Inside the cryptocurrency scam: ‘Frank’ explains how European scammers target Australians for millions – ABC News

If you answer your phone and Frank* is on the other end of the line, he’ll keep you talking for as long as he can.

Every moment that ticks by is a chance for Frank to extract more information from you. 

You’re what’s known as a “hot lead” in the world of scammers — a fresh victim. 

And Frank has already done his homework before calling you in Australia.

“We study you, we study the salary you make,” he said. 

“So when we ask about your job, we have already [figured out, for example,] a truck driver makes about 4,000 Australian dollars every month.”

A moody scene of a man in a hoody.

According to Frank, that piece of information is crucial. If he knows how much you earn, he’ll know whether you’re likely to be a valuable “client” going forward and how much you’re willing to invest.

But Frank has a conscience.

After about two years working in two separate European scam “boiler rooms”, he’s chosen to speak to the ABC. 

The ABC has agreed not to reveal his true identity to protect his safety. 

Frank says many people who’ve made an initial investment through him have gone on to lose tens of thousands of dollars. One Australian lost $500,000, he says. 

The companies he has worked for use fraudulent trading platforms. Some are linked to cryptocurrency accounts or offer crypto trading. 

And he’s speaking out because he wants to warn Australians not to pick up the phone to scammers — and tell them how to know if they’re being scammed.

How Frank gets you

It’s likely Frank has your number because you’ve registered your details with a website to learn about cryptocurrency or other online investments.

It might be a site you found on social media. 

Frank will ask you why you’re interested in cryptocurrency and investing.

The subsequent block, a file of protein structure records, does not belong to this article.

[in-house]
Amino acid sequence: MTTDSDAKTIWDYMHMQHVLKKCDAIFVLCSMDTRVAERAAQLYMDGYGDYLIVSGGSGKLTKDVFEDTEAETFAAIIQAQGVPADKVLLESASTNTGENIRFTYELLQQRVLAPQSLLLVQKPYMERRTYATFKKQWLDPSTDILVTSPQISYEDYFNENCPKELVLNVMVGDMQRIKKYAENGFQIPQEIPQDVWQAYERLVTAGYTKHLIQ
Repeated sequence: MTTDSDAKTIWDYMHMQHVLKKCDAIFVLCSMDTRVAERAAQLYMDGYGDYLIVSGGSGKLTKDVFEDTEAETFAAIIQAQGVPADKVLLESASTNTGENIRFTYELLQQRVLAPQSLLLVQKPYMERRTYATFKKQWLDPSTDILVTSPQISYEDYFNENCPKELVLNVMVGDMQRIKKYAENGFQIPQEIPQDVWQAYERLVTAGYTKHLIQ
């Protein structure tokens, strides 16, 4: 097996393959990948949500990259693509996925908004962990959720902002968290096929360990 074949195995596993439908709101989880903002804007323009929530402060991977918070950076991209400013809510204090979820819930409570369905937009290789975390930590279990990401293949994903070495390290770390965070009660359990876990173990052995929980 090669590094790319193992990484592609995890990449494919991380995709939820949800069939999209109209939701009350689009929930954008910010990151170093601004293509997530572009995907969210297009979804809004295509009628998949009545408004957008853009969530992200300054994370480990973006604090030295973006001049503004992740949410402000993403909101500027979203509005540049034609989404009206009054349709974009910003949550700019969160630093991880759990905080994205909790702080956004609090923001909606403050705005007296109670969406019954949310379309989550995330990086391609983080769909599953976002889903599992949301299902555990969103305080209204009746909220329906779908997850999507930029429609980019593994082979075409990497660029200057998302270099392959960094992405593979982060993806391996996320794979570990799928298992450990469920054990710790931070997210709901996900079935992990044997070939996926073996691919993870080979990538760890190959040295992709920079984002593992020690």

“We call this thing the KYC. The KYC is to know your client,” he said. 

A picture of a hand on a keyboard

“I ask the person’s age, experience, and I ask why they made the registration. We get to know what the person wants to tell you.

“I tell the person anything that I can to get them interested.”

Frank is well versed in bitcoin and other cryptocurrencies. He’ll encourage you to make a small deposit, about $250, to get started.

He’ll then introduce you to a “senior account manager” at his company.

That’s when your “real investing” begins.  

Do you know more about this story? Email [email protected].

Frank will take a cut of that initial $250 and will then get on with the 300 other calls he has to make each day. 

You will be chalked up as another “conversion”, and that first conversation with Frank is most likely your last. 

Scams explode during pandemic

If there’s ever been a perfect storm for scams, it’s now. 

Australians have been socially isolated for the past two years and they’ve been spending more time online.

Bank interest rates are low, meaning many people are looking for new ways to invest their savings. 

“I think people are interested in an alternative way to manage their money and affairs,” Gerard Brody from the Consumer Action Law Centre said.

A man in glasses and a suit looking down the barrel